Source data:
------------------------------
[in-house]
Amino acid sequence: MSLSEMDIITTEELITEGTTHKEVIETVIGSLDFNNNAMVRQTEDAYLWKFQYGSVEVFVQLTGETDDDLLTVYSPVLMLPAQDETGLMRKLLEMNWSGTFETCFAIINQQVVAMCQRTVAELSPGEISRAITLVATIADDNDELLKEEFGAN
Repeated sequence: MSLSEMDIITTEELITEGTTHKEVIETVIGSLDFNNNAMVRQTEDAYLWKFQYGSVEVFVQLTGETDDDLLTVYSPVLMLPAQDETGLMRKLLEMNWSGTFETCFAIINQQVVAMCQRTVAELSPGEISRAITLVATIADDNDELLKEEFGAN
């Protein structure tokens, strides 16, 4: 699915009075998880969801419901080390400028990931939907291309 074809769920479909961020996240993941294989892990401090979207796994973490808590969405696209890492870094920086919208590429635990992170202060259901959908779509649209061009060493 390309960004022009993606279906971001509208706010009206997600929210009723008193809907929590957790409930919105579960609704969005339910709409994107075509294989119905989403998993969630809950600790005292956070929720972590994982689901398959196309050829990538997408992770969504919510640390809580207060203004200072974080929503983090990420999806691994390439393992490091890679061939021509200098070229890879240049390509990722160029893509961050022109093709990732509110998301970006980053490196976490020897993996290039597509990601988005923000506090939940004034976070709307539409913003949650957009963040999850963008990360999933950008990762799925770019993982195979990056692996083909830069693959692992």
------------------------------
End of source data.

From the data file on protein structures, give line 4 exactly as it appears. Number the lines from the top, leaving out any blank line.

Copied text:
């Protein structure tokens, strides 16, 4: 699915009075998880969801419901080390400028990931939907291309 074809769920479909961020996240993941294989892990401090979207796994973490808590969405696209890492870094920086919208590429635990992170202060259901959908779509649209061009060493 390309960004022009993606279906971001509208706010009206997600929210009723008193809907929590957790409930919105579960609704969005339910709409994107075509294989119905989403998993969630809950600790005292956070929720972590994982689901398959196309050829990538997408992770969504919510640390809580207060203004200072974080929503983090990420999806691994390439393992490091890679061939021509200098070229890879240049390509990722160029893509961050022109093709990732509110998301970006980053490196976490020897993996290039597509990601988005923000506090939940004034976070709307539409913003949650957009963040999850963008990360999933950008990762799925770019993982195979990056692996083909830069693959692992």